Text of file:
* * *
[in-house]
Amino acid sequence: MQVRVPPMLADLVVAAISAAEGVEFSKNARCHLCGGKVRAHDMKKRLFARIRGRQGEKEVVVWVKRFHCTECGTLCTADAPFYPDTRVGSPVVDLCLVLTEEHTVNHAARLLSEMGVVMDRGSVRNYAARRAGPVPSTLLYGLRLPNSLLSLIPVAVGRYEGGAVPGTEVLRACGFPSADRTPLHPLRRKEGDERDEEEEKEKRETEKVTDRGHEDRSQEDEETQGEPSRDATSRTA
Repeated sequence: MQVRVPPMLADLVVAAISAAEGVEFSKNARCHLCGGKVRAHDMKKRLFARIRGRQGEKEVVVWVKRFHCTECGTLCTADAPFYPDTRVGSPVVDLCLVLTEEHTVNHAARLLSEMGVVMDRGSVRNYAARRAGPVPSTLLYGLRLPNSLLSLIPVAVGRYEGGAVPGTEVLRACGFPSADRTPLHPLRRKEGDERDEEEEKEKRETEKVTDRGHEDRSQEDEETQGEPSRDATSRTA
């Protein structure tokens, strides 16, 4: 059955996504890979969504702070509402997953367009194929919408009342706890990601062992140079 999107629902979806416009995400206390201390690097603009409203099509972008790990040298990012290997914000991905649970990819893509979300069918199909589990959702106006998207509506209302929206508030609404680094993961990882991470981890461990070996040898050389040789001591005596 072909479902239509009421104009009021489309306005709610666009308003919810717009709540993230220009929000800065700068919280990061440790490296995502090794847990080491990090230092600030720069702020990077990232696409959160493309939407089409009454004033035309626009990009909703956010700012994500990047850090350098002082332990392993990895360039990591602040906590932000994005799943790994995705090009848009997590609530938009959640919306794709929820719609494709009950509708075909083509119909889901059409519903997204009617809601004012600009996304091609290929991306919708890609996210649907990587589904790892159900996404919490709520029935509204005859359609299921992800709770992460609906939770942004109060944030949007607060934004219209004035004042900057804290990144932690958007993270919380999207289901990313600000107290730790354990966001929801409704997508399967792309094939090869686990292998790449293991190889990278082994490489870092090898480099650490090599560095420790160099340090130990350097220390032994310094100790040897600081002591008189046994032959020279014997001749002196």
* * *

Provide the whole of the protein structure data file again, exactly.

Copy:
[in-house]
Amino acid sequence: MQVRVPPMLADLVVAAISAAEGVEFSKNARCHLCGGKVRAHDMKKRLFARIRGRQGEKEVVVWVKRFHCTECGTLCTADAPFYPDTRVGSPVVDLCLVLTEEHTVNHAARLLSEMGVVMDRGSVRNYAARRAGPVPSTLLYGLRLPNSLLSLIPVAVGRYEGGAVPGTEVLRACGFPSADRTPLHPLRRKEGDERDEEEEKEKRETEKVTDRGHEDRSQEDEETQGEPSRDATSRTA
Repeated sequence: MQVRVPPMLADLVVAAISAAEGVEFSKNARCHLCGGKVRAHDMKKRLFARIRGRQGEKEVVVWVKRFHCTECGTLCTADAPFYPDTRVGSPVVDLCLVLTEEHTVNHAARLLSEMGVVMDRGSVRNYAARRAGPVPSTLLYGLRLPNSLLSLIPVAVGRYEGGAVPGTEVLRACGFPSADRTPLHPLRRKEGDERDEEEEKEKRETEKVTDRGHEDRSQEDEETQGEPSRDATSRTA
């Protein structure tokens, strides 16, 4: 059955996504890979969504702070509402997953367009194929919408009342706890990601062992140079 999107629902979806416009995400206390201390690097603009409203099509972008790990040298990012290997914000991905649970990819893509979300069918199909589990959702106006998207509506209302929206508030609404680094993961990882991470981890461990070996040898050389040789001591005596 072909479902239509009421104009009021489309306005709610666009308003919810717009709540993230220009929000800065700068919280990061440790490296995502090794847990080491990090230092600030720069702020990077990232696409959160493309939407089409009454004033035309626009990009909703956010700012994500990047850090350098002082332990392993990895360039990591602040906590932000994005799943790994995705090009848009997590609530938009959640919306794709929820719609494709009950509708075909083509119909889901059409519903997204009617809601004012600009996304091609290929991306919708890609996210649907990587589904790892159900996404919490709520029935509204005859359609299921992800709770992460609906939770942004109060944030949007607060934004219209004035004042900057804290990144932690958007993270919380999207289901990313600000107290730790354990966001929801409704997508399967792309094939090869686990292998790449293991190889990278082994490489870092090898480099650490090599560095420790160099340090130990350097220390032994310094100790040897600081002591008189046994032959020279014997001749002196």